We noticed that the vast majority of the mutations identified by the PCR–cloning–sequencing technique were present in the MPS data, but were removed from our final analysis by our stringent filters. Notably, the purpose of our filters was to reduce the effect of false positive results. Therefore, we decided against retaining these particular mutations and removing others just because these mutations were also observed in the cloning–sequencing technique. We are aware that by taking this approach, many true heteroplasmic mutations will be overlooked, thus increasing the rate of false negative results. An excellent example for this outcome is the mutation at position 15 132 which was identified by the MPS and confirmed by Sanger sequencing in several samples but was removed from the MPS analysis of the skeletal muscle of sample 68 841 by our filter D. Hence, utilizing our filters could reduce false positive results but may lead to overlooking true heteroplasmic mutations. This is one of the reasons why PCR–cloning–Sanger sequencing was used in addition to MPS, as these techniques are complementary: the drawbacks of one are relieved by the other. As an example, low complexity repeat regions could be analyzed by the cloning–sequencing approach but currently cannot be analyzed by MPS, at least not with high certainty. Second, the short reads generated by SOLiD interfere with identifying mutational combinations, which could be partially identified by the cloning–sequencing approach. Third, mutations in the MPS are discovered at much higher resolution than by the cloning–sequencing approach and as a result many mutations are seen in the MPS but not by cloning. Thus, until long high quality reads are generated by any of the MPS platforms there is benefit in using the current MPS platforms in combination with complementary techniques, such as the cloning–sequencing approach.
Inheritance of HM patterns may have serious implications on evolution, since these could set the basis for recombination, thus resulting in new genetic backgrounds (27
). Nevertheless, recombination events among mtDNA molecules which differ in a single mutation, which constitute most events of heteroplasmy (3
), are likely to have relatively little influence on evolution. Alternatively, recombination among mixed populations of mtDNA molecules that differ in their type (different haplogroups) would likely influence population genetic variation. Such a mixture of two different mtDNA types could occur upon rare paternal leakage of mtDNA (32
). Our results, both using the cloning–sequencing and MPS techniques, did not reveal clear evidence for such a pattern. As SOLiD analysis produces short reads, combinations of mtDNA mutations within a single molecule could not be easily detected. This may be overcome by introduction of MPS techniques generating long reads of single molecules, such as the recently developed technique by Pacific biosciences (www.pacificbiosciences.com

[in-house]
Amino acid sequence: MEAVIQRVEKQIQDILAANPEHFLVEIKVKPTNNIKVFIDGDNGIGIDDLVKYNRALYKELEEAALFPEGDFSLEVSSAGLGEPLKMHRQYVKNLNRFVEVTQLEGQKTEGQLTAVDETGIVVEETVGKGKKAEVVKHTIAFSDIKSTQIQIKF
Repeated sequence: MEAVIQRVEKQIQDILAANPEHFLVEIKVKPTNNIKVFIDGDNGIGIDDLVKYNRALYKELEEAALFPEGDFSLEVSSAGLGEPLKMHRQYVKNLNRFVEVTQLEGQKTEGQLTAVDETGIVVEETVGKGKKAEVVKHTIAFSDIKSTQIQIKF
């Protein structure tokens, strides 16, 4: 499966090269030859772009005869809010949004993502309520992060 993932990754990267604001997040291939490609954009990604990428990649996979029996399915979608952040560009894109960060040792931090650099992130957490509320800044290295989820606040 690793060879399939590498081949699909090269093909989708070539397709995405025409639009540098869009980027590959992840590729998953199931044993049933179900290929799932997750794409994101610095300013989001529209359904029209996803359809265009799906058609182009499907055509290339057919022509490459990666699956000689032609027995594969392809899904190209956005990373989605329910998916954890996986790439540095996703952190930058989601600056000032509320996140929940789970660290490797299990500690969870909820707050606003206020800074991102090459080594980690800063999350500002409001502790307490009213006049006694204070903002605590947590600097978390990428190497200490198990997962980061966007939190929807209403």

While investigating the distribution of heteroplasmic mutations we found significant over-representation of mutations in the control region, suggesting the action of negative selection on the mtDNA-coding region. Recent studies in mice used experimental designs that could adequately differentiate between drift and selection (20
). These studies generated maternal mice heteroplasmic for pathogenic mutations, and then tracked their progression into future generations. All three studies presented evidence for purifying selection during oogenesis within few generations. Two plausible mechanisms of selection, working at the organelle level, have been put forward by Shoubridge and Wai (36
): (i) pathogenic mtDNA mutations may make the mitochondria prone to autophagy, or (ii) non-silent mutations will simply make these mitochondria less efficient at replication, leading to them being outnumbered by healthy organelles. A recent study suggested that mitophagy factors actively select against mutated mtDNA molecule in human cells, thus supporting the autophagy mechanism (37
). Additionally, we found that the effect of negative selection was evident both when analyzing low abundance (1.6–5%) or high abundance (>5%) mutations, which argues for the existence of an active selective mechanism that sifts through the repertoire of heteroplasmic mutations. This is further supported by the fact that 85.9% (55/64) out of the identified heteroplasmic mutations were already present in the public databases, thus reflecting selection against rarer variants which are expected to be enriched with mutations with deleterious potential.
In summary we performed deep sequence analysis of HM patterns throughout the human mtDNA in MZ twins either discordant or concordant for the T2DM phenotype. Although no clear correlation between heteroplasmic mutations and T2DM could be observed, we identified evidence both for the inheritance of heteroplasmic mutations and for the action of negative natural selection even over low abundance heteroplasmic mutations.